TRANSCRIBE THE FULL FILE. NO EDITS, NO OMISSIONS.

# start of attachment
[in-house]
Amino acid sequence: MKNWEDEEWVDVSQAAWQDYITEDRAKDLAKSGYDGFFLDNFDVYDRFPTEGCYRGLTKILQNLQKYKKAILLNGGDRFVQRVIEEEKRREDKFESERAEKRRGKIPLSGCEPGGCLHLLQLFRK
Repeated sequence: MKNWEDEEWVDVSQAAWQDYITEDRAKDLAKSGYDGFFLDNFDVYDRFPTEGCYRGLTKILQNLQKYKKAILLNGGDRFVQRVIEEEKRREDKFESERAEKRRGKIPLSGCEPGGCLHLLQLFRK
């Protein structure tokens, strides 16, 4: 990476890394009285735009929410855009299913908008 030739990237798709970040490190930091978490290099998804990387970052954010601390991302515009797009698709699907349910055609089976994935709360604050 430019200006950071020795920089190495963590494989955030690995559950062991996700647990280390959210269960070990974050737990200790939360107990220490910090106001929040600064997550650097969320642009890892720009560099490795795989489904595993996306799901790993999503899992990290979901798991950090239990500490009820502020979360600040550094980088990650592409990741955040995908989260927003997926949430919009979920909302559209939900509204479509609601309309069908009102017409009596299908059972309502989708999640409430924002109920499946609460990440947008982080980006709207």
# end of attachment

[in-house]
Amino acid sequence: MKNWEDEEWVDVSQAAWQDYITEDRAKDLAKSGYDGFFLDNFDVYDRFPTEGCYRGLTKILQNLQKYKKAILLNGGDRFVQRVIEEEKRREDKFESERAEKRRGKIPLSGCEPGGCLHLLQLFRK
Repeated sequence: MKNWEDEEWVDVSQAAWQDYITEDRAKDLAKSGYDGFFLDNFDVYDRFPTEGCYRGLTKILQNLQKYKKAILLNGGDRFVQRVIEEEKRREDKFESERAEKRRGKIPLSGCEPGGCLHLLQLFRK
């Protein structure tokens, strides 16, 4: 990476890394009285735009929410855009299913908008 030739990237798709970040490190930091978490290099998804990387970052954010601390991302515009797009698709699907349910055609089976994935709360604050 430019200006950071020795920089190495963590494989955030690995559950062991996700647990280390959210269960070990974050737990200790939360107990220490910090106001929040600064997550650097969320642009890892720009560099490795795989489904595993996306799901790993999503899992990290979901798991950090239990500490009820502020979360600040550094980088990650592409990741955040995908989260927003997926949430919009979920909302559209939900509204479509609601309309069908009102017409009596299908059972309502989708999640409430924002109920499946609460990440947008982080980006709207």